In Church today we were talking about family history. Everyone was handed a little sheet of paper and a pencil to write down a story about an ancestor. And somewhere in the space between my paper and pencil, there was a thought.
I thought about the stories that came from the people before us. I thought about how often they seem like a validating part of us. Like when you're little, just a kindergartner, let's say and you find out that your great-great-great grandmother was Pochahontas. As a kidergartener you run all around the school yard, the playground, even in your class and stand up and declare imperiously that you are related to Pochahontas. It dazzles everyone. You even make some new friends, just because they wanted to be with the Indian Wild Princess Girl. Just so they can go home and show off to their big brother that they have a friend who is Pochahontas.
But just because she's your great-great-great grand mama, doesn't make you any cooler. It's not like it gives you super powers where you can now talk to trees and little animated racoons. Ghandi's great grand son is just another person. His life is his own to make something of, it isn't like he gets free cookies for being a descendant of Ghandi, right?
But I then I think of the Hanukkahs, which I have been celebrating as long as I can remember. I think of the Passovers, and the nights spent in a living room full of all my older siblings dancing to Banghra music. And I decided, hovering somewhere there in the air inbetween the paper and my pencil, that the stories and ancsestors only shape us as much as we embrace them as a part of ourselves.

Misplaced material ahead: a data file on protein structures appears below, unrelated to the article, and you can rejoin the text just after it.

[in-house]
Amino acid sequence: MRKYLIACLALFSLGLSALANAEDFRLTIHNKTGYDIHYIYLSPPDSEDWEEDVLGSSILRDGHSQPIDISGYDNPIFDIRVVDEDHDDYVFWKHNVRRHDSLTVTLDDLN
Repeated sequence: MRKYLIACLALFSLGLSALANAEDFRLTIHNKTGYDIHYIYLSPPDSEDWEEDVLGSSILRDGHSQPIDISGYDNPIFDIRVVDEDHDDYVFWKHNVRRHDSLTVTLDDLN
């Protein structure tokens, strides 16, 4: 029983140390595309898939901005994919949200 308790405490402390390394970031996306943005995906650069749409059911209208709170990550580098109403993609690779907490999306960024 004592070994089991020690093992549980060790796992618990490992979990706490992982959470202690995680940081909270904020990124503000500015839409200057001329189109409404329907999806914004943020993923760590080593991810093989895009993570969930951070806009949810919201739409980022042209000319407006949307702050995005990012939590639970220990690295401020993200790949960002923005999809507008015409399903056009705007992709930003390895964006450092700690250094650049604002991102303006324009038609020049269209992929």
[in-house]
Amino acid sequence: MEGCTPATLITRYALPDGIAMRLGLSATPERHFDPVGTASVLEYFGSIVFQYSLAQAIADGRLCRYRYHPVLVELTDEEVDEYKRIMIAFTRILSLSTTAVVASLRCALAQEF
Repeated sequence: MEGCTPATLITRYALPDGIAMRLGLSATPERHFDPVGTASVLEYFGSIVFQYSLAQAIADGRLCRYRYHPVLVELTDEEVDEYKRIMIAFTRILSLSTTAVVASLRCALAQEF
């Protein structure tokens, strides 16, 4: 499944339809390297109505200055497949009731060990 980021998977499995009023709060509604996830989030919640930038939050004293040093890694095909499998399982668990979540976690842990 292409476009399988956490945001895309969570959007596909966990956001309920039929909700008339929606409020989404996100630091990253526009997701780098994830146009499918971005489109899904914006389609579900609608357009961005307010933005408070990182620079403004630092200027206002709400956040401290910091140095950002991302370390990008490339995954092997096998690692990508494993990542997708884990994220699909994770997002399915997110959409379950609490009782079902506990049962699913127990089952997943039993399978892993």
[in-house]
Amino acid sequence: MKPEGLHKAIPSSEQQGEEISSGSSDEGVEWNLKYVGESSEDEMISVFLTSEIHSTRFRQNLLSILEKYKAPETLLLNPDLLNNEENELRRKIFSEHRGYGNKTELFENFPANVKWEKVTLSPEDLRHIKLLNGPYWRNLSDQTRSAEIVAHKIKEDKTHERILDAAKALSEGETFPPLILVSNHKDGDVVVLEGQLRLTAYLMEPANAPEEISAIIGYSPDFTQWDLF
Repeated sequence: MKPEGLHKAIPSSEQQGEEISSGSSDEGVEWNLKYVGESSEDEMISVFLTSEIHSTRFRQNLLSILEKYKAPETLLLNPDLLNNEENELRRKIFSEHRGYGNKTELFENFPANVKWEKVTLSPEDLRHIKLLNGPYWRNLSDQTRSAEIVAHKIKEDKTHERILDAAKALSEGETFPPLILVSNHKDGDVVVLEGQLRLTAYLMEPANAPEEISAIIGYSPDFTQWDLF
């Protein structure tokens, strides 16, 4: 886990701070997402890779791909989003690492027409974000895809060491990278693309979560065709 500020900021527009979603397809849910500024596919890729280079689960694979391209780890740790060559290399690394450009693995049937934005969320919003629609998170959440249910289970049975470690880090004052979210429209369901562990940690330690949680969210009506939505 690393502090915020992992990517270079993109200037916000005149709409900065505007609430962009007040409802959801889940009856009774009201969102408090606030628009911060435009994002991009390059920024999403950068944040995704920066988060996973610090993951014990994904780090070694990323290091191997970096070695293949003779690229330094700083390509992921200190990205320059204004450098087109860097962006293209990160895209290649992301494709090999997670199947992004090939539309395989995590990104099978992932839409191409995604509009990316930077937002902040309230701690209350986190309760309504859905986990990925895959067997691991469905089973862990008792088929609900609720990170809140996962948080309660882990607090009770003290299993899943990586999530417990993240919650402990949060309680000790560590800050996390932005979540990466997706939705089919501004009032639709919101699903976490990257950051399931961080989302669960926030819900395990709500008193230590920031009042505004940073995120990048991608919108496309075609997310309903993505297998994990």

I did not wake up in the mornings in India and eat rotis for breakfast and go to work in the fields. But as I fold the dough on the counter and roll it out for my brother Stephen to cook on a hot pan, using only his hands, I can imagine and connect to the people who did. I can feel them running through me, through my veins.
And I don't know all the stories, certainly not as many as James, who is much taller and therefore has more room inside him for such things as stories. I just have distorted and fragmented peices that sort of drift through me and weave and set into place in my life, amongst my own stories that I am painting.
I have my own stories, of edgy reckless climbing and learning to make waffles by listening for them to speak to me to tell me that they are done. I have stories of magnificient, laughable stupididy, of plane rides alone to foriegn places and they go on and on......
But within them there are the peices of other people that give me direction; for example my history lead me to India, to see this country that I have only felt before in my brother's beard and the beat of music, only seen in my grandfather's eyes. It lead me to read or rather stumble over the four questions in Hebrew at a Seder held on the floor of an apartment in Thailand. It lead me to teach a group of Christians how to dance the Horah, and to teach a Thai woman how to cook tortilla soup.
But this thought is getting to big for the space alloted; it only has a tiny space between a 2B pencil that is closing in on the sheet of white paper, so I jot down a story involving Jews in Romania and hand it in.
And I end my Ramblings.
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